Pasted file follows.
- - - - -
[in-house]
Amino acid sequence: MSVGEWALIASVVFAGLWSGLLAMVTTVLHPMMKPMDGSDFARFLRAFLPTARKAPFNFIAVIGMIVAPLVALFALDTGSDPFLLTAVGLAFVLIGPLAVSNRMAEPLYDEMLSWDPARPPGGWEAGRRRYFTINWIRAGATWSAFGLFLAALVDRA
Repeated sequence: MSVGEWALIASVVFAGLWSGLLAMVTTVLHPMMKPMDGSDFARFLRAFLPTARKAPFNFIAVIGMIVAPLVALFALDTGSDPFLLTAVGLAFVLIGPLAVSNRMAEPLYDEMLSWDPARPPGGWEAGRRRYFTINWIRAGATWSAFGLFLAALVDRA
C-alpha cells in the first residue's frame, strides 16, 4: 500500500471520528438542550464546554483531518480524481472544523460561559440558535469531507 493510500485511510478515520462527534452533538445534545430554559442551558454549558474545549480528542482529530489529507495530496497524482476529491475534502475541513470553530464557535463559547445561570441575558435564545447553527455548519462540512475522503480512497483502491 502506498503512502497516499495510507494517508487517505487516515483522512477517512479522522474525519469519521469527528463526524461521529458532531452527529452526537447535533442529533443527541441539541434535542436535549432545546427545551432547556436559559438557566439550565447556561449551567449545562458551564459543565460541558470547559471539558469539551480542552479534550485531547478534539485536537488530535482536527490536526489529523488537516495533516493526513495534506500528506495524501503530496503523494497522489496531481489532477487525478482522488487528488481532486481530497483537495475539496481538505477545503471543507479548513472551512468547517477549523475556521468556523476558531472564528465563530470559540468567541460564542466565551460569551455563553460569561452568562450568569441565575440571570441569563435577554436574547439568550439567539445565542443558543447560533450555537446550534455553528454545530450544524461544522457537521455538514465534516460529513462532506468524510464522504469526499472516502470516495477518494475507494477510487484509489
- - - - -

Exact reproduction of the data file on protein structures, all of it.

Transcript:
[in-house]
Amino acid sequence: MSVGEWALIASVVFAGLWSGLLAMVTTVLHPMMKPMDGSDFARFLRAFLPTARKAPFNFIAVIGMIVAPLVALFALDTGSDPFLLTAVGLAFVLIGPLAVSNRMAEPLYDEMLSWDPARPPGGWEAGRRRYFTINWIRAGATWSAFGLFLAALVDRA
Repeated sequence: MSVGEWALIASVVFAGLWSGLLAMVTTVLHPMMKPMDGSDFARFLRAFLPTARKAPFNFIAVIGMIVAPLVALFALDTGSDPFLLTAVGLAFVLIGPLAVSNRMAEPLYDEMLSWDPARPPGGWEAGRRRYFTINWIRAGATWSAFGLFLAALVDRA
C-alpha cells in the first residue's frame, strides 16, 4: 500500500471520528438542550464546554483531518480524481472544523460561559440558535469531507 493510500485511510478515520462527534452533538445534545430554559442551558454549558474545549480528542482529530489529507495530496497524482476529491475534502475541513470553530464557535463559547445561570441575558435564545447553527455548519462540512475522503480512497483502491 502506498503512502497516499495510507494517508487517505487516515483522512477517512479522522474525519469519521469527528463526524461521529458532531452527529452526537447535533442529533443527541441539541434535542436535549432545546427545551432547556436559559438557566439550565447556561449551567449545562458551564459543565460541558470547559471539558469539551480542552479534550485531547478534539485536537488530535482536527490536526489529523488537516495533516493526513495534506500528506495524501503530496503523494497522489496531481489532477487525478482522488487528488481532486481530497483537495475539496481538505477545503471543507479548513472551512468547517477549523475556521468556523476558531472564528465563530470559540468567541460564542466565551460569551455563553460569561452568562450568569441565575440571570441569563435577554436574547439568550439567539445565542443558543447560533450555537446550534455553528454545530450544524461544522457537521455538514465534516460529513462532506468524510464522504469526499472516502470516495477518494475507494477510487484509489